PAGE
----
- A fresh look at original acidic techno.
- Back in 1993, Adam Mitchell released an EP called Cannabalistic Humanoid Underground Dweller that, in retrospect, says a lot about what him and others were doing at the time, and in turn what this new compilation, Acid Archives 92-94, captures. We get plenty from just seeing the record itself: the mix of sci-fi and kanji in the typeface, the track titles—"House Of Horror," "51 Days In Waco," "25 O'Clock Apocalypse"—that evoke differing forms of terror. Put the record on the turntable and these vibes come alive. This is Mitchell, one of the defining figures in early New York techno, experimenting with intense interpretations of acid, the sound that had emerged in Chicago around five years prior as an offshoot of house music.
Acid Archives 92-94, which collects 15 tracks, most of which were released between those years, is a sonic dialectic in progress. The original acid sound, popularised by acts like DJ Pierre/Phuture, Ron Hardy, Bam Bam, Sleezy D and others, was itself raw and rough, but for Mitchell it seems, not raw and rough enough. Increasing speed and distortion are a couple ways he got there. There's barely a kick drum here that isn't frazzled, and we're sometimes in the region of 150 BPM. But what stands out more is just how chaotic a headspace his tracks create. Snares and cymbals are used like rhythmic detonations. Voice samples seem tailored to fracture the minds of addled ravers. The acid lines from Mitchell's 303 are bizarre, cunning or, in places, even scary. It's as easy to imagine people in a state of outright darkened euphoria as it is people fleeing, utterly shaken, from a dance floor.
L.I.E.S. makes the point that, with so many extreme and/or uptempo styles of dance music currently being pushed by a new generation of artists, the time seems right for a compilation such as Acid Archives 92-94. Indeed, there's actually something here that no contemporary producer can offer: the thrill and spirit of an artist exploring an almost totally new sound. At its best—on tracks like "Acid Over Wiesbaden," "Urban Bass," "Swamp Thing" and "What's That?"—this rush is absolutely palpable, as though Mitchell were producing in a life or death situation. This 125-minute collection is therefore not intended as a front-to-back experience (at least presumably). Yes, there's some variation. "Crash Morgue" and "Executioner" are two examples of tonal divergence through different timbres of synthesis. But even in these cases, the mood is still basically pandemonium. All of which makes Acid Archives 92-94 recommended for DJs desiring original acidic techno, or for those curious to survey a musical mutation through the lens of a key artist.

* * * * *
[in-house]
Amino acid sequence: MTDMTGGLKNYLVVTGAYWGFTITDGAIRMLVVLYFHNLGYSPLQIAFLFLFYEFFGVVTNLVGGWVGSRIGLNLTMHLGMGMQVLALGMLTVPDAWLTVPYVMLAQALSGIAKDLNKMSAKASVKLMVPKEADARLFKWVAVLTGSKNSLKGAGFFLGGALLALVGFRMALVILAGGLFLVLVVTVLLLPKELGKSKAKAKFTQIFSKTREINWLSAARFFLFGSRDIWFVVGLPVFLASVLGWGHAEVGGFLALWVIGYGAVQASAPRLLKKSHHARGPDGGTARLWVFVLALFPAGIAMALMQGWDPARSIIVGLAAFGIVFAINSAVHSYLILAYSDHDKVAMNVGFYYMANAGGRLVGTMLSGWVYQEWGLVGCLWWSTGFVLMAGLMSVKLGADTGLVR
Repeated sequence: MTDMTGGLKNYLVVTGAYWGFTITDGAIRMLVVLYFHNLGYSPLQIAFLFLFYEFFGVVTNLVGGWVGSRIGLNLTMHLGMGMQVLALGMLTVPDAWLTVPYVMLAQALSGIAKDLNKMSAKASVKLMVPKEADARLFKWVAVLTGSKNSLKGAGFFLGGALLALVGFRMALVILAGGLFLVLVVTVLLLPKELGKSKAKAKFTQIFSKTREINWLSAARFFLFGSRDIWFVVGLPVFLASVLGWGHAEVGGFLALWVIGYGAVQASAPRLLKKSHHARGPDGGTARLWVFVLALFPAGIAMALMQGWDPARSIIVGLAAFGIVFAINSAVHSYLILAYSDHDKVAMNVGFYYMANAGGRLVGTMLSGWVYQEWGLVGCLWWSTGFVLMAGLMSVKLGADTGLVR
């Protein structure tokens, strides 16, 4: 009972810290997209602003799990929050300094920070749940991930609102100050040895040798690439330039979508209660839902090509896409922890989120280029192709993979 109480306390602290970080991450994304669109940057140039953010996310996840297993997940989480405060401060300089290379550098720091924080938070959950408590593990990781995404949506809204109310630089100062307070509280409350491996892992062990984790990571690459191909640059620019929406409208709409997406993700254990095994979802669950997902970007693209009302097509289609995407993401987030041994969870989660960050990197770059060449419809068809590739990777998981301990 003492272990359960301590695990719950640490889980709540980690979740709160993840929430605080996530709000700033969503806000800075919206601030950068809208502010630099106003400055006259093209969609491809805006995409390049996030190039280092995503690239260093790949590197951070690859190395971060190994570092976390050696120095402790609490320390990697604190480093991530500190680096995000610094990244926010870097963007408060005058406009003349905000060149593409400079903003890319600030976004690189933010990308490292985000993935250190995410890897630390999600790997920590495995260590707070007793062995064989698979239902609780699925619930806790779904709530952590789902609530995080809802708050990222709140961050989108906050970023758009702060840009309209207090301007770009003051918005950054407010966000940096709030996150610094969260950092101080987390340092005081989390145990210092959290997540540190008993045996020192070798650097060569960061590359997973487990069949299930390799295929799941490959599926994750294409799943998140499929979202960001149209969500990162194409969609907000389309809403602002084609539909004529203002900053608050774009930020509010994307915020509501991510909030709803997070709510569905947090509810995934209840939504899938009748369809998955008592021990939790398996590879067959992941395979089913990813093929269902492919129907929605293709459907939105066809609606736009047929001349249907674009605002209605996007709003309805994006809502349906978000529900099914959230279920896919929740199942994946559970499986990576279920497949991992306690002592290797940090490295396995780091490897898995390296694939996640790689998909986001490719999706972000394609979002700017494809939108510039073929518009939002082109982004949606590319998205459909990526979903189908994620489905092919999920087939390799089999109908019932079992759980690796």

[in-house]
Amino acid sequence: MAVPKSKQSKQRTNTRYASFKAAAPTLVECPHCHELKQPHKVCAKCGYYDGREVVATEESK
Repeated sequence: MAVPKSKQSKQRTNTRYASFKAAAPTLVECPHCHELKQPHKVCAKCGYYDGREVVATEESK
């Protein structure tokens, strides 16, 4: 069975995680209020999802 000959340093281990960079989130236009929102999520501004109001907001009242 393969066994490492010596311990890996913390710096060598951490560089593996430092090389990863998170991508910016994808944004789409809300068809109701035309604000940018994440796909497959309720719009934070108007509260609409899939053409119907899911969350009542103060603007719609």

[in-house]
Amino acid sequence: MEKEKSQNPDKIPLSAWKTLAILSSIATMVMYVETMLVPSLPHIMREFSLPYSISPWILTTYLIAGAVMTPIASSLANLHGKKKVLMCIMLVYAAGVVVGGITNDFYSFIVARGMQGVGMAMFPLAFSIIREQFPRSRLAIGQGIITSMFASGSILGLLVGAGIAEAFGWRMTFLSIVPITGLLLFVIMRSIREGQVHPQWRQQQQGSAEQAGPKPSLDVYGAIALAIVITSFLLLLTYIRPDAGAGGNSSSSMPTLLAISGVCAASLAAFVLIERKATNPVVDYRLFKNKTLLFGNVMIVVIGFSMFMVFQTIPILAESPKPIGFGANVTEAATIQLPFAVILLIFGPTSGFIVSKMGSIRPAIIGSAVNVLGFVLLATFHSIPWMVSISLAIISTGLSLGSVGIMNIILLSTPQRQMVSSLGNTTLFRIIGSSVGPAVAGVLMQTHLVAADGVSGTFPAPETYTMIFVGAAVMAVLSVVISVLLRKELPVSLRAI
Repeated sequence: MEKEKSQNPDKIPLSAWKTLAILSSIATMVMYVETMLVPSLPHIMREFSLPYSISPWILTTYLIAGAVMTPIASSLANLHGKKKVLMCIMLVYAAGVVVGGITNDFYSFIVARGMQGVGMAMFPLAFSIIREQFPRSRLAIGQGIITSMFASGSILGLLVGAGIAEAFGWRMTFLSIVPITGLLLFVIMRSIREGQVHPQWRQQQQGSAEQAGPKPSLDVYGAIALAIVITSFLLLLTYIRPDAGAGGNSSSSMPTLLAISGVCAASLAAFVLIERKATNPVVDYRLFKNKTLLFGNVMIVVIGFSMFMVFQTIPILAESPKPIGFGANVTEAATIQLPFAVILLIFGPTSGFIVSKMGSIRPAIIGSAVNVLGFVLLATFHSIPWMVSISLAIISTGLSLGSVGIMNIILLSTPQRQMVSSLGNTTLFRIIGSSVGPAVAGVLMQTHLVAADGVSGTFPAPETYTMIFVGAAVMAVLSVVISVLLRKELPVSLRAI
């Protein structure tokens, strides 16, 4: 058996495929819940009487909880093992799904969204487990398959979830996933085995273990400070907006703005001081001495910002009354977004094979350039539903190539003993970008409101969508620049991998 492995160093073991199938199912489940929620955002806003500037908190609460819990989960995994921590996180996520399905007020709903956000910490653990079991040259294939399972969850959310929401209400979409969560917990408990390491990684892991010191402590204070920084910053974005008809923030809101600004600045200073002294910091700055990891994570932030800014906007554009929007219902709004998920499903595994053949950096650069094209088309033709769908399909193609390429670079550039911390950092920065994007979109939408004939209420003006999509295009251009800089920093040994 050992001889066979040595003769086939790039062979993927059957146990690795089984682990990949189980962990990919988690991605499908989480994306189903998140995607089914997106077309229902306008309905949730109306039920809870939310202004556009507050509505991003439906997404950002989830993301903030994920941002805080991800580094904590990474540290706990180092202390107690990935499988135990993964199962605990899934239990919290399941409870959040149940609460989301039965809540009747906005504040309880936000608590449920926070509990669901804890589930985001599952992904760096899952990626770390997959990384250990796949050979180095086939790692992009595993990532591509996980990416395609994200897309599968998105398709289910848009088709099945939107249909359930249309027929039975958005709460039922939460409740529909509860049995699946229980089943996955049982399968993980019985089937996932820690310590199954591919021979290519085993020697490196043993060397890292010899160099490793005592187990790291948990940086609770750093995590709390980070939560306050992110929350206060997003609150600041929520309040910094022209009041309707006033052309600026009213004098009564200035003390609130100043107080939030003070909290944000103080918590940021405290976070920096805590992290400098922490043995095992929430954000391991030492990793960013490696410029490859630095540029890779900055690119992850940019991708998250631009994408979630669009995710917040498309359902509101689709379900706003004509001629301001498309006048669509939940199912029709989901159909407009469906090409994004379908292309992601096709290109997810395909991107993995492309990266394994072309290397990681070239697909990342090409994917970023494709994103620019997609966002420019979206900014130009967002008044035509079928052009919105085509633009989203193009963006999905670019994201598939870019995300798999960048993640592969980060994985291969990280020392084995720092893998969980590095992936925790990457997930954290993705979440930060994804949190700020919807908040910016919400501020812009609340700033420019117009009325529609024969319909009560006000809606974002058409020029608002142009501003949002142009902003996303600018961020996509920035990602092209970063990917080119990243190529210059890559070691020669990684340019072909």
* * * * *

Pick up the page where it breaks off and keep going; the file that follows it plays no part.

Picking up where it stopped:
01. X-Heart - Electropolis
02. X-Heart - Peaking Toms
03. Adam X - Faces Of Death
04. Adam X - Octane Propellant
05. Adam X - Unreleased Acid From 1994
06. Adam X - Chemical Spill
07. Adam X - What's That
08. Adam X - House Of Horror
09. Adam-X vs. ADSX - Acid Over Wiesbaden
10. X-Crash - Urban Bass
11. Trope vs. X-Crash - Morgue